EMC and European Directives

Compliance with European Directives for products that are to be used in the European Community is a legal requirement and should be taken into account in the design phase of a product.

The Electromagnetic Directive (EMC) is of particular importance in the design of electronic based products.

Signal Integrity is a key issue in the design of high speed electronic based products and in particular for printed circuit boards (PCBs).

As digital circuits operate at higher and higher clock speeds signal integrity becomes increasingly important.

The PCB can dramatically alter the performance of circuits and it should be considered as a major component that impacts on the design activity at an early stage. Signal integrity and EMC are interrelated.

For any product to be successful it must work and it must also comply with any regulatory requirements of the marketplace it is to be used in.

Electronic products use electrical signals to transmit and process information.

Products are expected to work in ever increasingly polluted electromagnetic environments.

Of course the product must comply with a raft of regulatory requirements, such as health and safety, disposal of dangerous substances, etc.

However compliance with the EMC directive and standards is the most technically challenging.

Signal integrity and EMC compliance are intimately linked- the higher the levels of signal integrity the more immune is the product to electromagnetic interference.

Products that are to be used in the European Community must comply with a number of relevant directives and standards that are intended to ensure they are safe to use and perform satisfactorily in their intended operating environment.

The Low Voltage Directive (LVD) must also be complied with for any electrical product that is to be sold in the European community.

The Electromagnetic Compatibility Directive EMC 2004/108/EC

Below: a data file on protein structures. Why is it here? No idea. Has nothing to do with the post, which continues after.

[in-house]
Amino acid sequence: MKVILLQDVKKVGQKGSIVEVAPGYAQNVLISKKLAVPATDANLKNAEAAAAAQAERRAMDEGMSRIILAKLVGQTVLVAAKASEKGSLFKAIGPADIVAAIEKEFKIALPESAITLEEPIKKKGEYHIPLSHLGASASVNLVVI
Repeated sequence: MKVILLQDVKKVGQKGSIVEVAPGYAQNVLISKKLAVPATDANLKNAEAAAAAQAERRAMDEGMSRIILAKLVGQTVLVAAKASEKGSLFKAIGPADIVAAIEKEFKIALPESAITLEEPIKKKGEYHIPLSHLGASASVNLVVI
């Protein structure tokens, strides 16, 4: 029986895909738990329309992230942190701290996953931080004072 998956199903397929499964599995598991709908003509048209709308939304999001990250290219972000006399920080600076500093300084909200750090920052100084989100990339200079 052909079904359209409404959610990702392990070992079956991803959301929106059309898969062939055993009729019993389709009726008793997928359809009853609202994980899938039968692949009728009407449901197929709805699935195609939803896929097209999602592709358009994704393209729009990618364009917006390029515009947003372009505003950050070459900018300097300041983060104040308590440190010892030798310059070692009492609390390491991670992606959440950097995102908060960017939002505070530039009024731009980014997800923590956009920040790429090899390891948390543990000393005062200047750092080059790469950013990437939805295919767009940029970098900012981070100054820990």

The EMC directive relates to a set of harmonised standards, that is standards that apply to all member states of the European Union (EU). The directive itself is relatively short and is mainly concerned with legal issues.

 

A list of the current harmonised standards that fall under the EMC directive may be obtained from:

https://ec.europa.eu/growth/single-market/european-standards/harmonised-standards/electromagnetic-compatibility_en

 

The harmonised standards define requirements and test conditions for all aspects of EMC.

They are available from the British Standards on Line web site.

 

The low voltage directive is a safety related standard and applies to equipment and products that use voltages of 2000 volts and less.

https://ec.europa.eu/growth/single-market/european-standards/harmonised-standards/low-voltage_en

 

The EMC directive is concerned with:

For the EMC directive, electromagnetic environments are classified as:

Heavy Industrial (Class A)

This environment is reserved for heavy industrial locations that do not connect to any public voltage supplies.

Light Industrial/Residential (Class B)

This environment includes locations that are directly connected to the main public voltage supply network. In the European Union, Offices, and most companies, including SMEs, fall into this category.

Emission Categories:

A product should not cause other products operating nearby to malfunction.

Emission categories are broadly classified as:

Immunity Categories:

A product should be capable of operating as intended in its electromagnetic environment, that is it should be immune to emissions from products and equipment operating in the local environment.

There are six different categories of Immunity:

EMC Immunity Testing criteria:

The performance of a product, when tested to determine its immunity, is described by the following performance criteria:

Criteria A

During testing, normal performance of the product, within the specification limits, are maintained. There can be no degradation of performance at all during the test.

Criteria B

During testing, temporary degradation, or loss of function or performance of the product is allowed, provided it recovers without any human intervention, that is the product recovers and performs normally of its own accord.

Criteria C

During testing, temporary degradation, loss of function or performance that requires operator intervention or system resetting for the product to recover normal operation, is allowed.

Criteria D

Degradation or loss of function which is not recoverable due to damage to the product, equipment, components, or software (failing criteria).

 

Important: EMC compliance can pose major problems for SME start ups.

Starting a small company is demanding.

If you are starting a small company that designs its own products that are to be sold into the European Community you need to know which directives and standards to use.

Just finding which directive and standards apply to your products and their operating environments presents a real challenge.

Consider taking expert advice- try British Standards for advice on which standards to purchase for your company.